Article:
Part 4 in the “CFOs Rethink Business” series
The intelligent enterprise is where technology is taking us. As SAP co-founder Hasso Plattner shared at this year’s SAPPHIRE NOW: “The intelligent enterprise is not a marketing story thriving on buzzwords. It is a logical consequence of what is possible today using modern technology and enterprise applications.”
As Kevin Kelly of Wired magazine has asked: What does technology want? For many of us in business, it seems like technology wants us to improve experiences. The focus could be on improving the customer experience with fewer hassles, greater responsiveness, and predicting what customers want before they may even know it. It could also be on improving experiences at the highest possible level, helping the world run better and improving people’s lives.
Whatever the case, to arrive at the “logical consequence” of the technology available to us today, we need to put that technology to use. Big Data analytics, robotic process automation (RPA), artificial intelligence and machine learning – all of these technologies have the potential to transform business and achieve, as it were, what technology wants.
Soft skills and the CFO
This blog series has touched on the insights of a recent white paper by the Aspen Institute: Blurred Lines: Understanding the Value – and Values – of Success in the Digital Economy. According to this paper, “Success in the modern workplace increasingly relies on ‘soft skills,’ like creative thinking, rather than trade skills …”
As a member of the executive leadership team at BlackLine, and as someone who has worked in finance leadership – I’m perfectly aware of the skills expected from finance. We’re the folks who sweat the details. We keep an eye on the bottom line. We provide clearheaded advice to the business. When you think of a CFO, words like “stewardship” and “compliance” are always top of mind.
To some extent, this is as it should be. Trade skills for managing budgets, securing funding, and complying with regulations remain at the core of what we do. But when it comes to business transformation, the soft skill of creative thinking – and creative doing – is paramount.
Perhaps I’m biased, but I take the position that the role of the CFO is one of the most creative functions in any business organization. A CFO may not invent the new product or come up with the new slogan, but she needs to be creative operationally.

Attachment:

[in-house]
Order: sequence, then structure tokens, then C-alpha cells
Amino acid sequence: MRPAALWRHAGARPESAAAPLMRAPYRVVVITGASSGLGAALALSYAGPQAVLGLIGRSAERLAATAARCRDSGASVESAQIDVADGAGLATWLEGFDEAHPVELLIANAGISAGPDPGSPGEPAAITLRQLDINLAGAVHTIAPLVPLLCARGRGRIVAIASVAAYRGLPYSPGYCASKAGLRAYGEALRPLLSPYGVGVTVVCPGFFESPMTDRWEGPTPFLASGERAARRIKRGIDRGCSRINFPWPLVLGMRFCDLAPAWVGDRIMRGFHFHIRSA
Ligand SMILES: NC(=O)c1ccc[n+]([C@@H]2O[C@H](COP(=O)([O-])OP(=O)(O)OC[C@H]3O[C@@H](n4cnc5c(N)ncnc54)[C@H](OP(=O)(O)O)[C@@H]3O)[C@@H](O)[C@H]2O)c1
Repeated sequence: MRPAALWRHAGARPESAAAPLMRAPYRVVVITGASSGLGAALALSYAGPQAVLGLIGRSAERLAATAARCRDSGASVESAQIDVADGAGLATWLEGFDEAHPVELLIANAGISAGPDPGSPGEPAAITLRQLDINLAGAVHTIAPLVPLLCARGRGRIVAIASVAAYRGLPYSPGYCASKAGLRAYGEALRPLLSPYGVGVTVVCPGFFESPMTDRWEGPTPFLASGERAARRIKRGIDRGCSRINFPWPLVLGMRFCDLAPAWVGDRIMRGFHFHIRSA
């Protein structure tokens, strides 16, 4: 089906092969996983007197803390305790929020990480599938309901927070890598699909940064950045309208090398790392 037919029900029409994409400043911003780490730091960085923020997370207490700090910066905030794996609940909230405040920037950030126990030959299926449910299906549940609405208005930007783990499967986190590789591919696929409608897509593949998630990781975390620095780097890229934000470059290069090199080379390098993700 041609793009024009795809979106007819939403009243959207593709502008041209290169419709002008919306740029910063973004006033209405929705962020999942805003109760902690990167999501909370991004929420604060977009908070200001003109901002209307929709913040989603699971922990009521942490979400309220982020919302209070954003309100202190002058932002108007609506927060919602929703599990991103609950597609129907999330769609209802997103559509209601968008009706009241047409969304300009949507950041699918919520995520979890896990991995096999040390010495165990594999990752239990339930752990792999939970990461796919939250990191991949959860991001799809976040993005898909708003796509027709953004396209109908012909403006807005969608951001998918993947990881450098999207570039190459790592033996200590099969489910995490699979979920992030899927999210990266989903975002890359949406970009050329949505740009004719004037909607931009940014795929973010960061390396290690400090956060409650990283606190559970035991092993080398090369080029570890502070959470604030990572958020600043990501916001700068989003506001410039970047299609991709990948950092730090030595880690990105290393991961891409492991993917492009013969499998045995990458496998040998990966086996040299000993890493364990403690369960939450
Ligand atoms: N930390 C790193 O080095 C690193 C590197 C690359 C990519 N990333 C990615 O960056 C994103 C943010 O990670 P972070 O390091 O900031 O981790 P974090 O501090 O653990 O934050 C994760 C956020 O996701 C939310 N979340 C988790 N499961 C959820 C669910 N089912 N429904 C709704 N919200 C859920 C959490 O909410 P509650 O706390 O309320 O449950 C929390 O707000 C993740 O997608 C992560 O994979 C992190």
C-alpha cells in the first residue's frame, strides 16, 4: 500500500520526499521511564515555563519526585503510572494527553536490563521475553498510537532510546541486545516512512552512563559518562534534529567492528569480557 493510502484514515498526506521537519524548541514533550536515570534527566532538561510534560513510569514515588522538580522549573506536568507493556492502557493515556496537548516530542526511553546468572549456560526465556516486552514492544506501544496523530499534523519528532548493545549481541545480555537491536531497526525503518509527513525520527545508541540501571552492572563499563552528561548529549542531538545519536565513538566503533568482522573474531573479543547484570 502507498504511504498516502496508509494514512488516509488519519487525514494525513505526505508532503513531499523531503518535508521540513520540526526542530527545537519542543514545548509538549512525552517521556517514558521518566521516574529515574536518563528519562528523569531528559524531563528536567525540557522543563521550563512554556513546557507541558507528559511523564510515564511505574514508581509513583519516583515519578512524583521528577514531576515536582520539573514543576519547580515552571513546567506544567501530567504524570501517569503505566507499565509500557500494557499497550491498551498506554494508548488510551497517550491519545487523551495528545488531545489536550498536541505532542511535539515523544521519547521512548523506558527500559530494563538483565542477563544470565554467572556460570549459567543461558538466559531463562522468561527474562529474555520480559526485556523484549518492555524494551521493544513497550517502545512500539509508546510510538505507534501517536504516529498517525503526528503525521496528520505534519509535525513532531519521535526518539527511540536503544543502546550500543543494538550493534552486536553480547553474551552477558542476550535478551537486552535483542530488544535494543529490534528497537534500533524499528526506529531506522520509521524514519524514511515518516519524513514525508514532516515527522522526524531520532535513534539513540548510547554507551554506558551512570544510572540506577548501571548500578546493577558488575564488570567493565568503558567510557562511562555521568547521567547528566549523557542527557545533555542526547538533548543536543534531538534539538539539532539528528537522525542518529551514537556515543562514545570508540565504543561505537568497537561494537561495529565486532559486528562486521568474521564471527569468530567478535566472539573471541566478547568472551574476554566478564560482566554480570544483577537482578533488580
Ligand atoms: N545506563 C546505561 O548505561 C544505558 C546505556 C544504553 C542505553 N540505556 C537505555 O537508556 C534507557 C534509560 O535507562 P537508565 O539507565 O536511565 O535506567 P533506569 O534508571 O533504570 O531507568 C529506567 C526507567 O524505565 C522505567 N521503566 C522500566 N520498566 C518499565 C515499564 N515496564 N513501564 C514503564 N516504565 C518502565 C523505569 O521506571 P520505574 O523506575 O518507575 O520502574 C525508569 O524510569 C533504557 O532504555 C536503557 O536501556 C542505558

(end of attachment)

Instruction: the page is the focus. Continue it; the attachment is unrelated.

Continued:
CFOs are regularly called on to help evaluate strategic decisions like acquisitions or new lines of business. The most creative CFOs know how to imagine their way into potential business decisions and how they might fit into the broader enterprise. This imagination aids the analysis and helps organizations make better decisions.
But the finance function should not stop there. Not only should finance executives evaluate potential acquisitions, but they should also pursue their own digital transformation to pave a smoother, faster road for integrating newly acquired companies.
How is this done? By standardizing core services provided to the business (order-to-cash, procure-to-pay, and so on). And by leveraging technology and automation to ensure finance excellence while freeing critical finance resources to focus on such strategic initiatives. Instead of regional variations and idiosyncrasies for core finance processes, companies can leverage technology to standardize and streamline.
One result of transforming finance is that newly acquired organizations will have less of a learning curve coming into the acquiring organization. They can get up and running with core functions faster. What does this mean? It means faster growth without sacrificing excellence. And what’s more creative than growth?
At the center of innovation
“CFOs need to embrace their creativity and put it to work for business transformation,” says Mitch Paull, a partner at EY. “They’re often in one of the best positions to help the company see and do things in new ways.”
Indeed, when it comes to devising new business models, finance is often at the center of innovation. Take pricing, for example. From per-usage cloud computing subscriptions in the tech industry to bio-trackers that discount insurance premiums for healthy customers, the CFO has a role to play to help invent new business models and get them up and running smoothly.
CFOs that recognize their roles not only as financial stewards and advisors but as agents of change that play a core role in the strategic direction of their companies – these are the kinds of CFOs that companies need to avoid disruption and realize success in the digital economy.
Join the Aspen Institute and SAP for a C-level roundtable conversation
The Aspen Institute and SAP invite you for an intimate, C-level roundtable conversation, exploring how companies succeed in today’s evolving digital economy. You’ll hear from peer leaders and strategists – from the Fortune 100 to the bestseller lists – about companies who are leading the way in digital transformation. To join us, register here.
In the next blog in this series, Alex Eldemir, senior VP of the SAP Value Advisory group, will recap the roundtable.